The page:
2012 ended a six-decade drought in the Nations' Capital. The drought lasted two decades in steel city.
Good for the Bucos. Since I have no dog in this fight, I hope they go far.
However, here in the DMV, the post-season just doesn't feel the same as last year, especially when the Orioles were in it as well.
If the Nationals didn't win 98 games last season, their 86 victories this campaign would look like a step in the right direction.
While it's not desirable, sometimes you just have to take a step back to jump two steps forward. That's where I think the Nats are right now, poised to take off in 2014.
First, though, they have to find the right manager.
It will be a highly coveted job.
I don't believe this is the time to go out of the organization. Almost the entire team will be back, so having a skipper familiar with the players is important. That's why my choice would be current bench coach Randy Knorr. He's known many of the players for years, managing in the Nats minor-league system for six seasons and working alongside Davey Johnson the last two.
Many players have already endorsed him.
As for those players, despite the final result, a number of them had good seasons, while some key players did not.
Let's start with the positives.
Denard Span plays sensational centerfield and was the hottest hitter in baseball at the end of the season. He had the longest hitting streak in the majors and led the National League in triples. A great addition to the team.
Jayson Werth was certainly worth all the money this year. His play nearly carried the Nats into the playoffs. He was fifth in the league in hitting, third in slugging percentage.
Ian Desmond is simply the best all-around shortstop in baseball. He had his second straight 20/20 season with homers and stolen bases. He's a very consistent fielder and a leader both on and off the field.
I will take Ryan Zimmerman's play over any other third baseman. He has the best glove and his arm got stronger as the season progressed. He appears to have finally healed from shoulder surgery. Zim was second in the league in homers among third baseman.
This year, the Nats found their rock behind the plate. Wilson Ramos was the NL's best-hitting catcher after the all-star break.
Jordan Zimmermann was the ace of the staff this season, a bulldog on the mound with 19 wins. He keeps getting better and better.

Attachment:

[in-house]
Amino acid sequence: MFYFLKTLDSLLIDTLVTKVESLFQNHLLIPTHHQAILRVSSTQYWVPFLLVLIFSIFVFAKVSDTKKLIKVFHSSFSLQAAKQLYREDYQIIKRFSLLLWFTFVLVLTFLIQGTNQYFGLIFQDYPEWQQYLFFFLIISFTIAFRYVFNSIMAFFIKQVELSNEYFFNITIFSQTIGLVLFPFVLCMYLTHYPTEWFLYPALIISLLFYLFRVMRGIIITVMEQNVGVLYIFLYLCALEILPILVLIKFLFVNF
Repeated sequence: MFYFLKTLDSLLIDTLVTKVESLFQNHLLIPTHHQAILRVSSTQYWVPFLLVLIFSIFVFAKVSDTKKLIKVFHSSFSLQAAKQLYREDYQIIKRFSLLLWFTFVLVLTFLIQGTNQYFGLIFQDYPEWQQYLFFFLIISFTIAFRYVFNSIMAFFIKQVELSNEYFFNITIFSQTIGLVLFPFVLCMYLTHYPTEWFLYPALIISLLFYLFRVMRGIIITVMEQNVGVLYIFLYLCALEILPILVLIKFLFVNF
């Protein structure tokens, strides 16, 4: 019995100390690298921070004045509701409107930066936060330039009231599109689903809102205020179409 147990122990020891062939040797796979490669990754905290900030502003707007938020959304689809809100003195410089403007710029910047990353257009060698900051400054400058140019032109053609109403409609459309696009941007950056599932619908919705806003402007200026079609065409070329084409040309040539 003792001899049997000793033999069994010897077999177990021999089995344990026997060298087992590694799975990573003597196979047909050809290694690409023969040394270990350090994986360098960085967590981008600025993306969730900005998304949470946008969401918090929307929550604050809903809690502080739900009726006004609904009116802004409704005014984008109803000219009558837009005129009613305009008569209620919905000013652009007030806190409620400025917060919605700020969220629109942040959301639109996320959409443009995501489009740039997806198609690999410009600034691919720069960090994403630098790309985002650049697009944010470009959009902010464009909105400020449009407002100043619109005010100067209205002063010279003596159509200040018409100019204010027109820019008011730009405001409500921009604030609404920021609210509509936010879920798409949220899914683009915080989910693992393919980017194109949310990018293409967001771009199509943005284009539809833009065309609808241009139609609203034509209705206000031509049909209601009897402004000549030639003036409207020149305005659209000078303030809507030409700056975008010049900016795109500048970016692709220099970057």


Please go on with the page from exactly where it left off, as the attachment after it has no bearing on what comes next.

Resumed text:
Tanner Roark was a very pleasant surprise the last two months of the season and will be given a chance to make the rotation next spring. A fast worker, the team loves playing behind him.
Steve Lombardozzi was invaluable off the bench. He can do it all -- field, run, throw and hit while playing numerous positions. He could start on many teams.
Tyler Clippard has without doubt been the Nats best reliever the past two years.
Rafael Soriano may have made fans squirm, but he got the job done most of the time and finished with 43 saves, second best in the National League.
Drew Storen had his ups and downs. Following a trip to the minors, he finished strong and seems to have rediscovered his touch.
Meanwhile, Stephen Strasburg's 8-9 record is misleading. He was eighth in the league with a 3.00 ERA and 12th in strikeouts.
Gio Gonzalez was 11th in strikeouts and 20th in ERA at 3.36. So, his 11-8 record should have been better as well.
However, for the Nats to contend in 2014, they'll need a healthy Bryce Harper, Ross Detwiler and Adam LaRoche. All were clearly not 100 percent this year.
So, how do we explain what happened to the Nationals in 2012?
Expectations may have weighed them down. Remember, this is still a young team with many of the key players well under 30. It appears some did not handle the pressure well.
If they apply this year's lessons towards next season, we will once again experience post-season baseball in Washington, D.C.
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